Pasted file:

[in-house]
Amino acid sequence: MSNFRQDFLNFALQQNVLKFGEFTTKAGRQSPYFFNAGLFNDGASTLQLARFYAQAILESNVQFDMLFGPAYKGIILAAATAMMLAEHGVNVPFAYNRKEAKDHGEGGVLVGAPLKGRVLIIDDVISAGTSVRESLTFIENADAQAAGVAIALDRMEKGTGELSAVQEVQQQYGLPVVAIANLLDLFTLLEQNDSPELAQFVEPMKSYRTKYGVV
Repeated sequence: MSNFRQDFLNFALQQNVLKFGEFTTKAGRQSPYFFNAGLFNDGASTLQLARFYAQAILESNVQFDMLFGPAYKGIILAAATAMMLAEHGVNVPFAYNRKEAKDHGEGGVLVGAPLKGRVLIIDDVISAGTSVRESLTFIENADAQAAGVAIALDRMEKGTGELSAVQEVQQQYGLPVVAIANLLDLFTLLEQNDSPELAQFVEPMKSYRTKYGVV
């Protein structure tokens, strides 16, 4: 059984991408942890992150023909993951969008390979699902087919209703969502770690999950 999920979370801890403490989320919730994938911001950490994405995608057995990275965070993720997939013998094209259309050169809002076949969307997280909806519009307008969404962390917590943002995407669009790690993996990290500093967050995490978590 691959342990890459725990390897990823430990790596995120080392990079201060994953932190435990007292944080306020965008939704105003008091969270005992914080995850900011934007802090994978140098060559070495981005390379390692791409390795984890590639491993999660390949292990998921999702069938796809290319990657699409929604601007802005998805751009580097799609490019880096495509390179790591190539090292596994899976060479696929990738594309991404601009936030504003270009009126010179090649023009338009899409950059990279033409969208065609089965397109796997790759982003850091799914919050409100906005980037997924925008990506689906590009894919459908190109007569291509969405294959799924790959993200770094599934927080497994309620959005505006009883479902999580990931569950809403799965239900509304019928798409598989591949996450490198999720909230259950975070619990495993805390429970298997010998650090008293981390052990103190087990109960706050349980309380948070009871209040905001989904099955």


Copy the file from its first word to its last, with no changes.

[in-house]
Amino acid sequence: MSNFRQDFLNFALQQNVLKFGEFTTKAGRQSPYFFNAGLFNDGASTLQLARFYAQAILESNVQFDMLFGPAYKGIILAAATAMMLAEHGVNVPFAYNRKEAKDHGEGGVLVGAPLKGRVLIIDDVISAGTSVRESLTFIENADAQAAGVAIALDRMEKGTGELSAVQEVQQQYGLPVVAIANLLDLFTLLEQNDSPELAQFVEPMKSYRTKYGVV
Repeated sequence: MSNFRQDFLNFALQQNVLKFGEFTTKAGRQSPYFFNAGLFNDGASTLQLARFYAQAILESNVQFDMLFGPAYKGIILAAATAMMLAEHGVNVPFAYNRKEAKDHGEGGVLVGAPLKGRVLIIDDVISAGTSVRESLTFIENADAQAAGVAIALDRMEKGTGELSAVQEVQQQYGLPVVAIANLLDLFTLLEQNDSPELAQFVEPMKSYRTKYGVV
């Protein structure tokens, strides 16, 4: 059984991408942890992150023909993951969008390979699902087919209703969502770690999950 999920979370801890403490989320919730994938911001950490994405995608057995990275965070993720997939013998094209259309050169809002076949969307997280909806519009307008969404962390917590943002995407669009790690993996990290500093967050995490978590 691959342990890459725990390897990823430990790596995120080392990079201060994953932190435990007292944080306020965008939704105003008091969270005992914080995850900011934007802090994978140098060559070495981005390379390692791409390795984890590639491993999660390949292990998921999702069938796809290319990657699409929604601007802005998805751009580097799609490019880096495509390179790591190539090292596994899976060479696929990738594309991404601009936030504003270009009126010179090649023009338009899409950059990279033409969208065609089965397109796997790759982003850091799914919050409100906005980037997924925008990506689906590009894919459908190109007569291509969405294959799924790959993200770094599934927080497994309620959005505006009883479902999580990931569950809403799965239900509304019928798409598989591949996450490198999720909230259950975070619990495993805390429970298997010998650090008293981390052990103190087990109960706050349980309380948070009871209040905001989904099955």